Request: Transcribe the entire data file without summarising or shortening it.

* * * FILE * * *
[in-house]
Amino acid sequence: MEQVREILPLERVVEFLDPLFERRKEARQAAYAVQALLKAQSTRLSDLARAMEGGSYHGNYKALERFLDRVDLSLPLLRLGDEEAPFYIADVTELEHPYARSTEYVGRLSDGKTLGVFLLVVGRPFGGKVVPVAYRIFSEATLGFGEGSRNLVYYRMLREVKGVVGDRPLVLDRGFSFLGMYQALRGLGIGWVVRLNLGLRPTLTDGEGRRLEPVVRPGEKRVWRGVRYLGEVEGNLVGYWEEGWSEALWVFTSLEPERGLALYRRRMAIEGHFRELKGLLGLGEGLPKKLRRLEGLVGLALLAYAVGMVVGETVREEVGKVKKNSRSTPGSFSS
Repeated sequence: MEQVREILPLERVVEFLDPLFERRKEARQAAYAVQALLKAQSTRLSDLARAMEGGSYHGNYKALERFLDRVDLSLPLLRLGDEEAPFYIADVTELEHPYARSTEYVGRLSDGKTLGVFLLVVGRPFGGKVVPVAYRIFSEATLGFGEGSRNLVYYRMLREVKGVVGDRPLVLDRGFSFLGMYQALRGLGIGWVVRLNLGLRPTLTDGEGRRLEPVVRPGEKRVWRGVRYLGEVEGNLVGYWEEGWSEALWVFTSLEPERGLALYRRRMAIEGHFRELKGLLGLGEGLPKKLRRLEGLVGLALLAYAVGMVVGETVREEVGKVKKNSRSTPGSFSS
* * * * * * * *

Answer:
[in-house]
Amino acid sequence: MEQVREILPLERVVEFLDPLFERRKEARQAAYAVQALLKAQSTRLSDLARAMEGGSYHGNYKALERFLDRVDLSLPLLRLGDEEAPFYIADVTELEHPYARSTEYVGRLSDGKTLGVFLLVVGRPFGGKVVPVAYRIFSEATLGFGEGSRNLVYYRMLREVKGVVGDRPLVLDRGFSFLGMYQALRGLGIGWVVRLNLGLRPTLTDGEGRRLEPVVRPGEKRVWRGVRYLGEVEGNLVGYWEEGWSEALWVFTSLEPERGLALYRRRMAIEGHFRELKGLLGLGEGLPKKLRRLEGLVGLALLAYAVGMVVGETVREEVGKVKKNSRSTPGSFSS
Repeated sequence: MEQVREILPLERVVEFLDPLFERRKEARQAAYAVQALLKAQSTRLSDLARAMEGGSYHGNYKALERFLDRVDLSLPLLRLGDEEAPFYIADVTELEHPYARSTEYVGRLSDGKTLGVFLLVVGRPFGGKVVPVAYRIFSEATLGFGEGSRNLVYYRMLREVKGVVGDRPLVLDRGFSFLGMYQALRGLGIGWVVRLNLGLRPTLTDGEGRRLEPVVRPGEKRVWRGVRYLGEVEGNLVGYWEEGWSEALWVFTSLEPERGLALYRRRMAIEGHFRELKGLLGLGEGLPKKLRRLEGLVGLALLAYAVGMVVGETVREEVGKVKKNSRSTPGSFSS